The elections offer a lot of learning opportunities for ESL students. Use the two lesson plans in this guide to help them master elections vocabulary and understand the process in the United States.
Teaching ESL Students About the Elections
Students who are learning English as a second language may be hearing terms they've never heard before during election discussions. The two lesson plans below can help ESL students learn about the elections process and related vocabulary.
ESL Election Lesson Plan
This ESL election lesson plan takes 60-90 minutes to complete. Students will learn about election vocabulary, how to register to vote and the use of paper ballots.
- Develop a presentation, such as a PowerPoint presentation, with a selection of the election vocabulary. Include images that represent the terms and present the terms in sentences. A sample presentation slide might look like the one included here.
- Format the presentation so that in addition to presenting the words, it explains the voting process, such as:
- registering to vote
- selecting a political party
- listening to a debate
- going to the polling place
- using a voting machine
- understanding a political platform
- using a paper ballot
- Have the students repeat each word as it is presented and encourage them to ask questions about the presentation as they arise.
- Provide students with voter registration forms.
- Walk the students through the process of completing the forms.
- Discuss the selection of a political party, using terminology from the presentation.
- Provide each student with a sample paper ballot.
- Read the directions for the ballot and walk the students through the process of completing the ballot, following the given directions.
- Encourage the students to ask questions, using the election terminology introduced
- Pair students.
- Provide several short newspaper articles about a recent election and have the students read them.
- Give pairs a highlighter and have them highlight the target vocabulary terms in the articles.
- Watch a short video clip of a political debate.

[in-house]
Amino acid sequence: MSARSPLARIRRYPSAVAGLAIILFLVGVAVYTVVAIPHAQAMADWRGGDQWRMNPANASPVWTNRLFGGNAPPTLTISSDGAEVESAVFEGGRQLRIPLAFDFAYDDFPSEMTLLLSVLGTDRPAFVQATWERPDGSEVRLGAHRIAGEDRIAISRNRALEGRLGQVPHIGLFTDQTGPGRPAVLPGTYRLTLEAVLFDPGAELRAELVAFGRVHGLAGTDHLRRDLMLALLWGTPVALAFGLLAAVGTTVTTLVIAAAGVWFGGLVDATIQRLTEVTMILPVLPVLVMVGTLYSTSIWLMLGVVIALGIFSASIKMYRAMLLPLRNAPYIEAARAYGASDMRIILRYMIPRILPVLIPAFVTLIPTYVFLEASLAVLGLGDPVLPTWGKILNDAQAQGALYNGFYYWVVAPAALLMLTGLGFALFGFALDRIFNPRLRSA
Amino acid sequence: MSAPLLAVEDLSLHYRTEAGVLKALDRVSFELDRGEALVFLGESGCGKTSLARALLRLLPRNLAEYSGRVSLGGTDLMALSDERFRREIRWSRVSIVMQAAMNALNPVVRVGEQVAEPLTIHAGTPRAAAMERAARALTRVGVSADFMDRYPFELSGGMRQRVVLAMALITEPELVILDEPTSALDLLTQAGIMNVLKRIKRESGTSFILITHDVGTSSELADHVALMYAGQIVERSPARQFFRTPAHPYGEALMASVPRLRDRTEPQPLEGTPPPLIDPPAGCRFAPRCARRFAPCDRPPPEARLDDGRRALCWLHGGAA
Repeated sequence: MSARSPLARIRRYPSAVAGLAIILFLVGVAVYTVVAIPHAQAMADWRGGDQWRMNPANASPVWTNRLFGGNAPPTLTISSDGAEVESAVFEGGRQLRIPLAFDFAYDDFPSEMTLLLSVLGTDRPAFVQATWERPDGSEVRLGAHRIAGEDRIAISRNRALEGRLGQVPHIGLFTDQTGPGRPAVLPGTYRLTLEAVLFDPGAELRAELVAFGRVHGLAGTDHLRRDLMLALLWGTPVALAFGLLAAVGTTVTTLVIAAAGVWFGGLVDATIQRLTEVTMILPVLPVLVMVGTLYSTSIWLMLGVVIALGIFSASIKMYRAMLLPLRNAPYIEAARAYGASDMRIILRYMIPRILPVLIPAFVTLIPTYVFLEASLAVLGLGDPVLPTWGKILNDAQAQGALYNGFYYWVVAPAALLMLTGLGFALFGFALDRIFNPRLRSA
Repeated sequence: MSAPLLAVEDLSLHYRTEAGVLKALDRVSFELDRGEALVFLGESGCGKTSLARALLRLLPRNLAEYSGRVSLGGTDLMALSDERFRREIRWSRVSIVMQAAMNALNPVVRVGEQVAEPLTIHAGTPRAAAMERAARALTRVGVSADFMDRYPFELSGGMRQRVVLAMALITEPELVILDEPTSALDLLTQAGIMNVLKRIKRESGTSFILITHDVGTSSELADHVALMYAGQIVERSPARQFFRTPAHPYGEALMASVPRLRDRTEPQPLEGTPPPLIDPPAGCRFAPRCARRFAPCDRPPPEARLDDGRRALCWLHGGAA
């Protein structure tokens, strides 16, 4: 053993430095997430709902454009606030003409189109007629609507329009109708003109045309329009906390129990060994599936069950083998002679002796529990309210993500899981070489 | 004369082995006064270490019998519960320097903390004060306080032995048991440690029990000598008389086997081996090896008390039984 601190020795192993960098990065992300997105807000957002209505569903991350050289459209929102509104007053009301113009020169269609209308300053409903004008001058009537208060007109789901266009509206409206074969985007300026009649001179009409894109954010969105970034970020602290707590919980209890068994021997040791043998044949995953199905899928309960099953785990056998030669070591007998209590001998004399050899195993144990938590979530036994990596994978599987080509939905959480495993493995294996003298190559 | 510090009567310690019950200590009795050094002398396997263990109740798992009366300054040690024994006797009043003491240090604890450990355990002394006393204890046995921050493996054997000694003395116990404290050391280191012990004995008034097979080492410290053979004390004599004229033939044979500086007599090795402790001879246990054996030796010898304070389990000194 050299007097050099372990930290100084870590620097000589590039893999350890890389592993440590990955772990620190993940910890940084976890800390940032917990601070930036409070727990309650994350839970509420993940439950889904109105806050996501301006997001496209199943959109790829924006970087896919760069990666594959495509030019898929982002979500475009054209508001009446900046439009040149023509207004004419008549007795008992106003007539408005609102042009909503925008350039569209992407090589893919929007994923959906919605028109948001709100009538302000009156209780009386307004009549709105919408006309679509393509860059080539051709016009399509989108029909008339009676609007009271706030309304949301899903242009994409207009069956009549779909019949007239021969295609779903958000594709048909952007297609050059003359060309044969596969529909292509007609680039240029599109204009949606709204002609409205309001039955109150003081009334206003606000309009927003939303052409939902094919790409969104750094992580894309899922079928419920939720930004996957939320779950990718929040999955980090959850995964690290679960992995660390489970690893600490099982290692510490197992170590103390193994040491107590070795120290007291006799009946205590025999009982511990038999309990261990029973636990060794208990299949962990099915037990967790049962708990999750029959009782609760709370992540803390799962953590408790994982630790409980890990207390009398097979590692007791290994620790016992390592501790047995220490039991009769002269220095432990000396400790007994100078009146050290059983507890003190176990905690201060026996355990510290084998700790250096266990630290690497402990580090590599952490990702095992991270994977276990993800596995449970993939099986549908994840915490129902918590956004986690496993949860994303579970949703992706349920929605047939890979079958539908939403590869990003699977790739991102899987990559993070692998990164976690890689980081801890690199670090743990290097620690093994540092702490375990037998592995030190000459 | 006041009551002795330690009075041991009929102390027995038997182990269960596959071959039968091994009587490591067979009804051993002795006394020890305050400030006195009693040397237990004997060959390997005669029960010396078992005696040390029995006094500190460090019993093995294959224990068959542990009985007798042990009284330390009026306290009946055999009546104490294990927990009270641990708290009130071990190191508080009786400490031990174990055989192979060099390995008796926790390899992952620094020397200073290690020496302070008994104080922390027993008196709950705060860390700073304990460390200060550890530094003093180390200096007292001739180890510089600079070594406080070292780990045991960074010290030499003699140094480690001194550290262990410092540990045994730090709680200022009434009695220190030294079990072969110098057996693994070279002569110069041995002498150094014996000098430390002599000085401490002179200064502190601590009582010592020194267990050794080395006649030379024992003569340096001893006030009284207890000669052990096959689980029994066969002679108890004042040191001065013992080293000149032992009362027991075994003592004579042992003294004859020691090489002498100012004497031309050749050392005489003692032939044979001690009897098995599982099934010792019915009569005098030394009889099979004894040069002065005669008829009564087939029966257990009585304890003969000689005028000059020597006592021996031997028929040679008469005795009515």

- Discuss debate procedures and terminology with the students.
ESL Presidential Election Lesson Plan
Using the ESL presidential election lesson plan, your students can learn how the president of the United States is elected and the role of political campaigning in the election process.
- Begin with a brief discussion of the American government.
- Who is the leader of the government in the United States?
- What does the President of the United States do?
- What doesn't the President of the United States do?
- How does someone become President? Who is eligible for this position?
- Who is the Vice President? What does this person do?
- How are political leaders selected in students' countries of origin?
- Explain that Americans select their president through the process of election.
- Explain that, although it is not required, most people campaign before the election. Inform students that presidents and vice presidents campaign together in the U.S.
- What does it mean to campaign?
- What do we call someone who has entered into the presidential race but has not been elected? (A candidate)
- Ask students what sort of issues they think candidates campaign about. What would matter to the students as voters? Depending on the skill level of your class, you may have to introduce vocabulary terms like 'taxes,' 'healthcare,' etc. Write their ideas on the board.
- Divide students into pairs. Each pair is a team running for president and must put together a campaign. Write the following on the board, and ask each pair to copy it, discuss it, and fill in the blanks.
- Our presidential candidate is _____. Our vice presidential candidate is _____. Our campaign motto is _____. The main issues of our campaign are _____, _____, and _____. If elected, we promise to _____. Vote for Presidential Candidate's Name and Vice Presidential Candidate's Name!
- Once students have completed their forms, have each team present their campaign to the class.
- Ask everyone to close their eyes and vote on their favorite candidate. Tell students they may not vote for themselves. Announce the winner and proclaim them president and vice president of the classroom.
More Election Resources for Teachers
Access our other guides for election lessons to share with your students as well as discussion questions and activities to use in class.
- The Teacher's Guide to the U.S. Election
- The Teacher's Guide to the U.S. Election: Election Activities
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